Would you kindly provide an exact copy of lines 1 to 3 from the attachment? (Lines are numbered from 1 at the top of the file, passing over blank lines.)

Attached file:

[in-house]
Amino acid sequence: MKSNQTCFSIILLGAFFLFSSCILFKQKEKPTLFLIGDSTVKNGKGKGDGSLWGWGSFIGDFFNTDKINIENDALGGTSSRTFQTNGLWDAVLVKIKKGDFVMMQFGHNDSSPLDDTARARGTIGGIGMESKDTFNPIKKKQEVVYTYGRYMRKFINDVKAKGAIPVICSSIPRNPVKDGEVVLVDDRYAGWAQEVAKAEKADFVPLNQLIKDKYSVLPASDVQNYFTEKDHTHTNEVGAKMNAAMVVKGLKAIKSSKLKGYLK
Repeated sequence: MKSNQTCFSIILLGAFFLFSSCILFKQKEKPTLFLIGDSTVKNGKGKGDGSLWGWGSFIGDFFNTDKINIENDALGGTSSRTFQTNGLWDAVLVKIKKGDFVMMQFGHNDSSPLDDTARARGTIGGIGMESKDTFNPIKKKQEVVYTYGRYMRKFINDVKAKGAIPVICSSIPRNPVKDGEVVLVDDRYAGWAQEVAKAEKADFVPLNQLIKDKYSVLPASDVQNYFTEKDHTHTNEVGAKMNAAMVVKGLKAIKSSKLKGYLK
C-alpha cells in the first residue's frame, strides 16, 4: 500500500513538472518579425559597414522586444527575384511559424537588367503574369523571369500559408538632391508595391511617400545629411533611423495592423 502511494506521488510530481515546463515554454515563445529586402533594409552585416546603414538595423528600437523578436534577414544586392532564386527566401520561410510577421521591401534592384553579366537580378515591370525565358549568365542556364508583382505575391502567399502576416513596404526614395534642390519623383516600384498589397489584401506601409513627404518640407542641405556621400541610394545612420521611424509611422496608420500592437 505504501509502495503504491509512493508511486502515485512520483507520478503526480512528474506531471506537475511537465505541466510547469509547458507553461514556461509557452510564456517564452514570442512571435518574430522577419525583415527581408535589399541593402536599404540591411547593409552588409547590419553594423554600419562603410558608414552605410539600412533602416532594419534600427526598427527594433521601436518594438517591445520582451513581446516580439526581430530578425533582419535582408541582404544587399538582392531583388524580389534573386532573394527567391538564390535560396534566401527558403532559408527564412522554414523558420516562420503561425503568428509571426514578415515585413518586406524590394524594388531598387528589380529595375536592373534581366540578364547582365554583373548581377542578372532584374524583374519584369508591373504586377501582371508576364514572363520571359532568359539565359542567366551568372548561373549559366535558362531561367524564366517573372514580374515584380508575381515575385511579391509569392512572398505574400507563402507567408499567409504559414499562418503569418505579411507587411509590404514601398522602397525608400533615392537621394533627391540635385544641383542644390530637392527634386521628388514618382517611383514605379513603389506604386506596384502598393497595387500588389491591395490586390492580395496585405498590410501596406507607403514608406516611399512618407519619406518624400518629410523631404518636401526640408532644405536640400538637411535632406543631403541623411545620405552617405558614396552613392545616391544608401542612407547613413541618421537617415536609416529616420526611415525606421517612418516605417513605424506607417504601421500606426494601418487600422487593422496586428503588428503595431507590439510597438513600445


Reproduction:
[in-house]
Amino acid sequence: MKSNQTCFSIILLGAFFLFSSCILFKQKEKPTLFLIGDSTVKNGKGKGDGSLWGWGSFIGDFFNTDKINIENDALGGTSSRTFQTNGLWDAVLVKIKKGDFVMMQFGHNDSSPLDDTARARGTIGGIGMESKDTFNPIKKKQEVVYTYGRYMRKFINDVKAKGAIPVICSSIPRNPVKDGEVVLVDDRYAGWAQEVAKAEKADFVPLNQLIKDKYSVLPASDVQNYFTEKDHTHTNEVGAKMNAAMVVKGLKAIKSSKLKGYLK
Repeated sequence: MKSNQTCFSIILLGAFFLFSSCILFKQKEKPTLFLIGDSTVKNGKGKGDGSLWGWGSFIGDFFNTDKINIENDALGGTSSRTFQTNGLWDAVLVKIKKGDFVMMQFGHNDSSPLDDTARARGTIGGIGMESKDTFNPIKKKQEVVYTYGRYMRKFINDVKAKGAIPVICSSIPRNPVKDGEVVLVDDRYAGWAQEVAKAEKADFVPLNQLIKDKYSVLPASDVQNYFTEKDHTHTNEVGAKMNAAMVVKGLKAIKSSKLKGYLK